Hurricane Sally Causes Major Flooding in Alabama and Florida | NOW

Hurricane Sally caused a lot of flooding in the US states of Alabama and Florida on Wednesday. Due to the slow course of the hurricane, the heavy rains that accompany Sally linger over the area for a long time. Hundreds of thousands of Americans are without power due to the storm.

Sally made landfall in Alabama and western Florida on the night from Wednesday to Thursday (local time). In the area, more than 550,000 households are without electricity.

Parts of Alabama and Florida have recorded more than 46 centimeters of rainfall in 24 hours. Although Sally has now weakened into a tropical storm, the severe weather is sweeping across the states at about 4 kilometers per hour. Due to the persistent rainfall, there are fears of even more flooding.

In Escambia County, Florida, at least 377 people had to be freed from flooded areas, writes The New York Times. The water in the main town of Pensacola rose by five feet. A reception center has since been opened in the coastal province.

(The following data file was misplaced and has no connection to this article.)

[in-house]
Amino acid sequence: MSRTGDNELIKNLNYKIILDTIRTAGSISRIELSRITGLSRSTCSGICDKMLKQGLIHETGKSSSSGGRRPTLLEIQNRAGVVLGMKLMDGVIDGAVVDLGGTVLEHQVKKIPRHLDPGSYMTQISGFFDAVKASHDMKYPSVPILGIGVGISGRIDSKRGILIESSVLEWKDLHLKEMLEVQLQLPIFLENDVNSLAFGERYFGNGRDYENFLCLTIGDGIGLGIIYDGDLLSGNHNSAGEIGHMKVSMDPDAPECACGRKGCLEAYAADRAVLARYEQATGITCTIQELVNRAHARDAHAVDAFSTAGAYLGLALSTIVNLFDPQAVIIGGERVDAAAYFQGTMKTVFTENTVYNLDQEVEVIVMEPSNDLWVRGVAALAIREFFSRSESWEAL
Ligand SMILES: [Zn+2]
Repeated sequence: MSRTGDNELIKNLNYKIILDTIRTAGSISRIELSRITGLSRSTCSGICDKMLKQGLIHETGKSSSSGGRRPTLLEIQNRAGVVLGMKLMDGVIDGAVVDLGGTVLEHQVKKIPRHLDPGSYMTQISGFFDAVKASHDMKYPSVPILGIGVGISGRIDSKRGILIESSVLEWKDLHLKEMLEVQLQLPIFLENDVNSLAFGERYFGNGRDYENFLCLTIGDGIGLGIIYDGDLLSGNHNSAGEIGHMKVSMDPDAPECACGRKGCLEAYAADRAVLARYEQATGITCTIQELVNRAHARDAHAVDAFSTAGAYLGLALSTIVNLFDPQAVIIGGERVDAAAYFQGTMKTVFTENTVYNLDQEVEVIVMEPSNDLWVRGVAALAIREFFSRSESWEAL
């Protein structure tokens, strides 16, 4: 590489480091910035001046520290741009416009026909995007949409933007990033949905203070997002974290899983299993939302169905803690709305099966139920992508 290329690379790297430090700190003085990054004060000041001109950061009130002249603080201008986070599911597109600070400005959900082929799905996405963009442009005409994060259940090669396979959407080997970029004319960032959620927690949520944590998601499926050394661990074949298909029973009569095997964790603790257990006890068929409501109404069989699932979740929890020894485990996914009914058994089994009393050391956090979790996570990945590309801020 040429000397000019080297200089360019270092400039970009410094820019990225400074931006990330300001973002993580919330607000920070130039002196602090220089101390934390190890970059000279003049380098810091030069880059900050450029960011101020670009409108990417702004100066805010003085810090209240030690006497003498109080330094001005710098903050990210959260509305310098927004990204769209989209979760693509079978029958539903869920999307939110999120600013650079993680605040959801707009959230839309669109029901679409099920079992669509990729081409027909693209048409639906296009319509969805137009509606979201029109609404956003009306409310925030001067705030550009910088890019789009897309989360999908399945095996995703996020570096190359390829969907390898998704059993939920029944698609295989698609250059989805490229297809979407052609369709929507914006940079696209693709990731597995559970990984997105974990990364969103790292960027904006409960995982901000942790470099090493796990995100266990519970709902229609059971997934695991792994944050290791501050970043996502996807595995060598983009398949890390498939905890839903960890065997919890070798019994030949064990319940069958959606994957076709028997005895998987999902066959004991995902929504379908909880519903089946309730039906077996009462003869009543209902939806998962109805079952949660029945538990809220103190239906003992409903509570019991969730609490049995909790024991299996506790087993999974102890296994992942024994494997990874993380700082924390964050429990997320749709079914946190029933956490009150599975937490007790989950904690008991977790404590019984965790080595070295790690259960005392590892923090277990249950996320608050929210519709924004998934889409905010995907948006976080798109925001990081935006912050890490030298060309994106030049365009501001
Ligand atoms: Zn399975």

A man was reportedly killed by the storm in Orange Beach, Alabama. The mayor of Orange Beach announced the death, but could not say who this man was and exactly how he died.

Possibly busiest hurricane season in US history

Three weeks before Hurricane Sally made landfall, Hurricane Laura was still causing major nuisance in the United States. Laura was one of the most severe hurricanes to hit the country since Hurricane Katrina in 2005. Hundreds of thousands of people in the states of Texas, Arkansas and Louisiana were left without power and water and at least 14 people were killed by bad weather.

Although the hurricane season is still over two months, meteorologists are almost through the alphabet of hurricane names. There is only one name left: Wilfred. After that, the American weather services have to switch to the Greek alphabet.

The 2020 hurricane season may go down in the books as the busiest hurricane season in the history of the United States. Three more storms are currently active over the Atlantic area.


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